October 29, 1989 |
Central State became the first college football team since 1980 to break the 100-point mark with a 101-0 victory over Lane, which conceded the game with 11 minutes 26 seconds to play on Saturday. Central State (7-2) also scored 101 points in a game in 1947. The Marauders were six points short of the National Assn. of Intercollegiate Athletics single-game scoring record, set by Fort Valley, Ga., in 1969.
March 20, 2004 |
The president of Central Connecticut State University in New Britain retired amid criticism that he plagiarized an opinion piece published in The Hartford Courant. Richard Judd, 66, who fainted in his office Wednesday afternoon and was hospitalized overnight, cited health concerns for his decision to retire.
April 11, 1990 |
Nearly 50 years ago, broadcaster Eric Sevareid saw Ronald Reagan on a Warner Bros. movie lot and immediately identified him as "Mr. America." It was 1941, and as a reporter for then fledgling CBS News, Sevareid also met Warner Bros. stars such as Gary Cooper and Marlene Dietrich. But Reagan most impressed him, Sevareid recalled Monday night in a speech at Central Missouri State University. "You could see immediately he was the Eagle Scout, Mr. America," Sevareid said.
March 14, 1989 |
The Raiders have signed free agent linebacker Joe Costello of the Atlanta Falcons. Costello, 28, spent the last three seasons with the Falcons, playing 29 games and starting four, working at inside linebacker, outside linebacker and on special teams. He began his career in 1982 with the Canadian Football League's Montreal Concordes at defensive end, then was switched to linebacker with the Jacksonville Bulls in the USFL.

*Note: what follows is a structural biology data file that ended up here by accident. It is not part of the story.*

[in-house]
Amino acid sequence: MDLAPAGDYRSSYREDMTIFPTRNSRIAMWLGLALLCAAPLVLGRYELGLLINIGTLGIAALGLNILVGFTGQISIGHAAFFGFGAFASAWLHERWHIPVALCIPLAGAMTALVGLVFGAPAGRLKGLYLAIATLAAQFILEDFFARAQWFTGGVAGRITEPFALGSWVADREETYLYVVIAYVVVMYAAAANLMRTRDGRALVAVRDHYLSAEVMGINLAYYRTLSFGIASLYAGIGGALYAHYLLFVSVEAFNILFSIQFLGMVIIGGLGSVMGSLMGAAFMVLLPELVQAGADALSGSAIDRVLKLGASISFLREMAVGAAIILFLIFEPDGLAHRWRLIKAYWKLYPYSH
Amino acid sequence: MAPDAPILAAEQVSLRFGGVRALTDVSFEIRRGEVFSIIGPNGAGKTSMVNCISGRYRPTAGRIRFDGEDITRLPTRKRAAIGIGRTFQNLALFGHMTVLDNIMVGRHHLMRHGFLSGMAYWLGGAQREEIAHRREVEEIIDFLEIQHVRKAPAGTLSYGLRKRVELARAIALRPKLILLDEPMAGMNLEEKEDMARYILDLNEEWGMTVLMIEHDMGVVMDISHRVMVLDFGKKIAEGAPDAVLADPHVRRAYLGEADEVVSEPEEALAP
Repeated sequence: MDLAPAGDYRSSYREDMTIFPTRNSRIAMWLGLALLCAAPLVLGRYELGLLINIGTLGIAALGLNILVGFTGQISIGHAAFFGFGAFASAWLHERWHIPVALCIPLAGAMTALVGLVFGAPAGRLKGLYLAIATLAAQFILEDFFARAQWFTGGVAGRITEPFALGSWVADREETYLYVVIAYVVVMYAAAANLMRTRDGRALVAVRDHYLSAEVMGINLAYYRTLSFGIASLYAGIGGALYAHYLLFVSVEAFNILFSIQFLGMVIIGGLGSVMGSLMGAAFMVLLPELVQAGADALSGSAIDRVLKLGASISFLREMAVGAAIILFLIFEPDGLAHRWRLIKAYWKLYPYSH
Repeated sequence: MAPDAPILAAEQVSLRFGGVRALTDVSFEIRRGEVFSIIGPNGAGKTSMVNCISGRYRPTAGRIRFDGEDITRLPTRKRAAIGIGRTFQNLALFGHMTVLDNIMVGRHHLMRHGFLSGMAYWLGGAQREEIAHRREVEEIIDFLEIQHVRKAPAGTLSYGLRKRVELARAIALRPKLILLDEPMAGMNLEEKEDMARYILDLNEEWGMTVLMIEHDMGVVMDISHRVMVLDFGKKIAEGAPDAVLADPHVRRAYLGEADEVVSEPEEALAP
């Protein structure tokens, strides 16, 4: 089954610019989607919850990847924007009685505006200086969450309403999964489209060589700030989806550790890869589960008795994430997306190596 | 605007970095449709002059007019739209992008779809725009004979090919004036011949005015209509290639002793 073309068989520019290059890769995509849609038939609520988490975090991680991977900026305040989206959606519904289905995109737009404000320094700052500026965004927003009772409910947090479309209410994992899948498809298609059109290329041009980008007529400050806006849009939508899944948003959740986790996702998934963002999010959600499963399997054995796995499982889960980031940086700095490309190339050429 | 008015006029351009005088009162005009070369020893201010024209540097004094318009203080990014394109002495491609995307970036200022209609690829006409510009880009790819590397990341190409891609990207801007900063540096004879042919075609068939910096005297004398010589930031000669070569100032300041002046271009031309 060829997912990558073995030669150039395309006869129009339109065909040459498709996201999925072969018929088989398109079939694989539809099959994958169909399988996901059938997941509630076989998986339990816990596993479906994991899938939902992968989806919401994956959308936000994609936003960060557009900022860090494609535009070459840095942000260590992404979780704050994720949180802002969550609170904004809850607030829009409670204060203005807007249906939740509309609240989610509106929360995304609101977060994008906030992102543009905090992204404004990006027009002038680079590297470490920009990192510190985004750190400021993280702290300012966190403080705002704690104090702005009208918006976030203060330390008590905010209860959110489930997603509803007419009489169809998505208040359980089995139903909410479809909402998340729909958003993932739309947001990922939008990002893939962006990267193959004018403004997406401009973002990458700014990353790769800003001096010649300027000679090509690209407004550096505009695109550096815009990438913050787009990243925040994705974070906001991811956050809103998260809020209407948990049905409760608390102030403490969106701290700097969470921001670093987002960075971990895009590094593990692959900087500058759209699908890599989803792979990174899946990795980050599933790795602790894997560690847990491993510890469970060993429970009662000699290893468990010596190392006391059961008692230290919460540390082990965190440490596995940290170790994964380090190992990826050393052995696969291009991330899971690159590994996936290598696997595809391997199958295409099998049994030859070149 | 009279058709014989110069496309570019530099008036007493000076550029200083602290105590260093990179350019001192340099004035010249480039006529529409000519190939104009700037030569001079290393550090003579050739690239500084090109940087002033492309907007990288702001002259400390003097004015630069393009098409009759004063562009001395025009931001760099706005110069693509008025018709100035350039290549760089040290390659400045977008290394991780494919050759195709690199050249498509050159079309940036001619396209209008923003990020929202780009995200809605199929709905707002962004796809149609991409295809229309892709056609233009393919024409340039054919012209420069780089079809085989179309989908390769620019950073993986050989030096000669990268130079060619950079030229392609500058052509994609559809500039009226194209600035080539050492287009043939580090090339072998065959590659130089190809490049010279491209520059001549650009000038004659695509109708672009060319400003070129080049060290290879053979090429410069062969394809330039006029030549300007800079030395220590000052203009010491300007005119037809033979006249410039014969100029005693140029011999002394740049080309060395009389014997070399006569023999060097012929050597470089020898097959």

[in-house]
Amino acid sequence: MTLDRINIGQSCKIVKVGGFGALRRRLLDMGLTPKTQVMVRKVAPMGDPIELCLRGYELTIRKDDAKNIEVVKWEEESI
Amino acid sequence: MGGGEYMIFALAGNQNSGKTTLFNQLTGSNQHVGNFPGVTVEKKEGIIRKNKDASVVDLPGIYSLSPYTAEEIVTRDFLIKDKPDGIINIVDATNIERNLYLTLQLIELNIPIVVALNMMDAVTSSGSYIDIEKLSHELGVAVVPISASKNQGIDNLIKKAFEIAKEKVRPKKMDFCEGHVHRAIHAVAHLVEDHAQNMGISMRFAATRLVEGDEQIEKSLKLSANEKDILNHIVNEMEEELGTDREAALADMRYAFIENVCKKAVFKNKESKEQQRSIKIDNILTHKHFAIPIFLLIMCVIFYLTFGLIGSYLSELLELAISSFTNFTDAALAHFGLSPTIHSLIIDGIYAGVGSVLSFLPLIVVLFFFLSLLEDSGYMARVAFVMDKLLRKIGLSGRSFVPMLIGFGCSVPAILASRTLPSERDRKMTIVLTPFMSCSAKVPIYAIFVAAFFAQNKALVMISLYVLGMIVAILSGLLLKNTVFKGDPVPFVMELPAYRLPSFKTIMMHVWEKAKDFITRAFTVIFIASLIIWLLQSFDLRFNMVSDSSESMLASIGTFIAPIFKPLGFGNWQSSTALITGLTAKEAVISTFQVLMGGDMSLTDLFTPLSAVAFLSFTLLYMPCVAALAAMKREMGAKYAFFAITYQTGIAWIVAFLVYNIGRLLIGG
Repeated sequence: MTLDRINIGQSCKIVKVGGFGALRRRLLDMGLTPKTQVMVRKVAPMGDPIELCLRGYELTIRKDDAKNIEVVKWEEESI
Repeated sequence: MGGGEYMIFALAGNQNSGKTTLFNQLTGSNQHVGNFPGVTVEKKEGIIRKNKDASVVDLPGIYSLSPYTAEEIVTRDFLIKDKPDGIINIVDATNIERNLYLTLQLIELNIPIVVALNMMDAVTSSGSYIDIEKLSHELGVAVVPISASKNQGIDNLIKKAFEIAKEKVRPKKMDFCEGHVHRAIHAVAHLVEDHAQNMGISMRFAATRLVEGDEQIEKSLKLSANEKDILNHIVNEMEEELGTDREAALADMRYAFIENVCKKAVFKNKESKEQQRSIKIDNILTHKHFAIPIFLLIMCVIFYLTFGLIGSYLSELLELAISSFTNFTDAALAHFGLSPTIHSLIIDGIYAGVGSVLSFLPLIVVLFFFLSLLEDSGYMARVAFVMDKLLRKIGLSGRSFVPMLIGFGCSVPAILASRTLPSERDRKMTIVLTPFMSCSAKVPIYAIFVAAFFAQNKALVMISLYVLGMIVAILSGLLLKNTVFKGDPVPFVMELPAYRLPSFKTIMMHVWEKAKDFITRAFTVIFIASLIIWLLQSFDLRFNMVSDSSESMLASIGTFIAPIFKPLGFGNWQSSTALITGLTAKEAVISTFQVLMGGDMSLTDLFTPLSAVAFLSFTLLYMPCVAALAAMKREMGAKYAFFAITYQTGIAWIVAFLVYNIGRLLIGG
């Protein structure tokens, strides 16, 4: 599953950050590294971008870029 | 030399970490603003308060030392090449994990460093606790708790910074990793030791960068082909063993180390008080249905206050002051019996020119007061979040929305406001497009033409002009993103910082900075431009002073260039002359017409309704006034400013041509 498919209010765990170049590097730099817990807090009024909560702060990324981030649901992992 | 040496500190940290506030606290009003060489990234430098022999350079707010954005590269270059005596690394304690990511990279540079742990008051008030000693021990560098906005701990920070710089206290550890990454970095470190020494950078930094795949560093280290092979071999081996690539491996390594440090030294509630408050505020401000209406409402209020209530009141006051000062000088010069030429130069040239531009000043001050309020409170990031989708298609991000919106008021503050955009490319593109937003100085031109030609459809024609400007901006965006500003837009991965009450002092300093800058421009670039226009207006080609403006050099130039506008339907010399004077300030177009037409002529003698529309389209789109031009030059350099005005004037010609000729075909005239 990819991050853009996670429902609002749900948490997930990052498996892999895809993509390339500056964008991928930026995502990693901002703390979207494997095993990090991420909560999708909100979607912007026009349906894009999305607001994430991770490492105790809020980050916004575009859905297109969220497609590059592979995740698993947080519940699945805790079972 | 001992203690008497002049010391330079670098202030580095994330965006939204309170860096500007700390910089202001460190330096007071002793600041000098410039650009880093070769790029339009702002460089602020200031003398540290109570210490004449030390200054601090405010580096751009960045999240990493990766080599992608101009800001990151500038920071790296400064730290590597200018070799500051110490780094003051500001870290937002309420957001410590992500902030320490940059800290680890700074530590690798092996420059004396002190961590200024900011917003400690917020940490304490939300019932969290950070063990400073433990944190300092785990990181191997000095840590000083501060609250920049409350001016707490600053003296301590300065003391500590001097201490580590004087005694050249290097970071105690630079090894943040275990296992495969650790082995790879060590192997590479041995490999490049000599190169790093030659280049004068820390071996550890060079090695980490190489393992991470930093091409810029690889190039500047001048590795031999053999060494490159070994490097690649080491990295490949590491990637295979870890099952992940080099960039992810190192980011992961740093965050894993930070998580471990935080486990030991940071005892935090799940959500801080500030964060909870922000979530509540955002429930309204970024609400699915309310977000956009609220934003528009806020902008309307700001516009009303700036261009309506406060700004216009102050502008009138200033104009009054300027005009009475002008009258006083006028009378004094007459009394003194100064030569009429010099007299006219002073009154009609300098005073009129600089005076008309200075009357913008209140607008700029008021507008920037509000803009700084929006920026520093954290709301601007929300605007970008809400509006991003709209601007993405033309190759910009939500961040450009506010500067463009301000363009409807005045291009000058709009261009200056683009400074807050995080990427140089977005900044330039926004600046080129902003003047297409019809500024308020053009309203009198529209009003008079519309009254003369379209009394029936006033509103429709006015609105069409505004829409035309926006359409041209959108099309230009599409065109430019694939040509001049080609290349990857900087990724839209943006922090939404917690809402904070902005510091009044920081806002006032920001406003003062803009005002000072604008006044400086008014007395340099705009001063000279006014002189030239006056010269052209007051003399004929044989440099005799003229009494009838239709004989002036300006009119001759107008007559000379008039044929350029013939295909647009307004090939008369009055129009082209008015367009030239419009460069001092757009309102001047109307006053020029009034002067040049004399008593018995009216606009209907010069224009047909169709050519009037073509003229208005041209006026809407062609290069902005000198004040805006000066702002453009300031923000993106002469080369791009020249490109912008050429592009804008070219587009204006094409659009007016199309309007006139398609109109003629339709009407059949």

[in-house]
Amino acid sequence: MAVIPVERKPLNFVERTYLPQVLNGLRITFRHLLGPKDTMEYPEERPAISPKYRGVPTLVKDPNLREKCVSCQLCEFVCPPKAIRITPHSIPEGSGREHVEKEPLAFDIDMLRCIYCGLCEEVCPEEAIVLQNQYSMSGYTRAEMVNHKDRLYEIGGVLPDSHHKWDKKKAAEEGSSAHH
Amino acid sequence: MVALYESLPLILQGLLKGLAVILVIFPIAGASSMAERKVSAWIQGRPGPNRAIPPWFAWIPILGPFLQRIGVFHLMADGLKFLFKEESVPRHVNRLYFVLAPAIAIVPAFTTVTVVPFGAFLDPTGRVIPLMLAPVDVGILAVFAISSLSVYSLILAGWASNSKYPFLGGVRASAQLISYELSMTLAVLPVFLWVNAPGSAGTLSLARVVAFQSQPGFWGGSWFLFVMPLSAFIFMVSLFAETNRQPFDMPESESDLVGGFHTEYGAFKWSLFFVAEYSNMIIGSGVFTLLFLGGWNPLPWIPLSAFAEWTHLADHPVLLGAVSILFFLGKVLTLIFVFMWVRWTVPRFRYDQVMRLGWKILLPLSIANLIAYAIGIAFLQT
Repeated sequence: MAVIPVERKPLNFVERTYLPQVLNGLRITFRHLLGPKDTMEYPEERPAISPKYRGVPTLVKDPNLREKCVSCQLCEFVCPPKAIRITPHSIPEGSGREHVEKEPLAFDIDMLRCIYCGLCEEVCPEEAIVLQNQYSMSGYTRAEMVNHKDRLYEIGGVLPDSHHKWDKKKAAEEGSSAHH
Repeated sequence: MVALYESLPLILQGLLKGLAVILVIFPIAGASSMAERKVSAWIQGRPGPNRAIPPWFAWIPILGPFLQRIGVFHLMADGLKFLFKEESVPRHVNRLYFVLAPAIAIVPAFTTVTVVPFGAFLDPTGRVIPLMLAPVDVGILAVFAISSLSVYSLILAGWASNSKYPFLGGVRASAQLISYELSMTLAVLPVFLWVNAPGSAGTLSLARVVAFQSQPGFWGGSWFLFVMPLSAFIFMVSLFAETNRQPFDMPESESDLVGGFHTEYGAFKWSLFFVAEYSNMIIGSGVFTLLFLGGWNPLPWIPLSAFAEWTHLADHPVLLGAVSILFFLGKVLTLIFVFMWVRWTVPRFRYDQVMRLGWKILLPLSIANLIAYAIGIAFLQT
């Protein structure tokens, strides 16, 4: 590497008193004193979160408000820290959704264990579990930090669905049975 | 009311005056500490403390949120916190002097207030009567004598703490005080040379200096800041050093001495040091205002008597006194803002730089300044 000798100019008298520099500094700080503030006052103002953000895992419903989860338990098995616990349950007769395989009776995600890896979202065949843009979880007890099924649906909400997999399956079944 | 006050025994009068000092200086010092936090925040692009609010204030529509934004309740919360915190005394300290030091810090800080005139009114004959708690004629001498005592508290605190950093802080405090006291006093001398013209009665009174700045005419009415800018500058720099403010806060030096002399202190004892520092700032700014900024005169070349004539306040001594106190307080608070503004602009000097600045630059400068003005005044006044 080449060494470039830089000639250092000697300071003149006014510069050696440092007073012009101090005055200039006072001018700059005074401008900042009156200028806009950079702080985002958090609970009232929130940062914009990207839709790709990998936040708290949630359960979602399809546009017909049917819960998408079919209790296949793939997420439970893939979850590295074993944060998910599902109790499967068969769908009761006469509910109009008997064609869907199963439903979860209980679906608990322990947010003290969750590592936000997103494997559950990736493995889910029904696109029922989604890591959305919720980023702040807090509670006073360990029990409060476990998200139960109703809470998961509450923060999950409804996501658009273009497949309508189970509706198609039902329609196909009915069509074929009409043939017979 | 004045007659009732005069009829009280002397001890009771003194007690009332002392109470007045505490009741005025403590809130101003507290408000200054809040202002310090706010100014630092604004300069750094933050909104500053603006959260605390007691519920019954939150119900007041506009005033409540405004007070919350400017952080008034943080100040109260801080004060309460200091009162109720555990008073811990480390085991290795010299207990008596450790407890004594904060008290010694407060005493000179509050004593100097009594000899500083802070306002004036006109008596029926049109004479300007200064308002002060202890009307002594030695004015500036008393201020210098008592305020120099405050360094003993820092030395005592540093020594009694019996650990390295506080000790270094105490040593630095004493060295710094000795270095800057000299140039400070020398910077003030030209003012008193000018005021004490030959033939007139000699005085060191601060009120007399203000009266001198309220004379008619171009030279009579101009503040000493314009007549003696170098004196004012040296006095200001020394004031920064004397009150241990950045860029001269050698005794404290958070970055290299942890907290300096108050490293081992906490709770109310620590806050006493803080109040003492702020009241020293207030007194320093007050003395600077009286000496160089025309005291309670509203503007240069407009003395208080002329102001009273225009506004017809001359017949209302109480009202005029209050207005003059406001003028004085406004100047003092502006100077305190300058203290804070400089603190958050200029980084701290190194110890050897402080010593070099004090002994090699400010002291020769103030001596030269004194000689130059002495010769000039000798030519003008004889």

CALIFORNIA | LOCAL
November 9, 2000
Joseph Bernacchia, a former history teacher and merchandiser, died Sunday in Ventura following a long illness. He was 51. He was born April 25, 1949, in New Haven, Conn., to Leo and Julia Landino Bernacchia. After graduating from Central Connecticut State University, Bernacchia taught history and later moved to Santa Barbara. He moved to Ventura seven years ago and was a merchandiser in the food and beverage industry until he became ill.
CALIFORNIA | LOCAL
March 29, 2001 |
He worked as a pipeline laborer, dogcatcher, oil-field roughneck, truck driver, cook, paramedic, roustabout, auto leasing manager and high school social studies teacher. It proved a perfect background for what he really wanted to do--write historic novels about the Old West he came to love as a kid growing up in the 1950s watching Davy Crockett and Daniel Boone on black and white television. Terry C.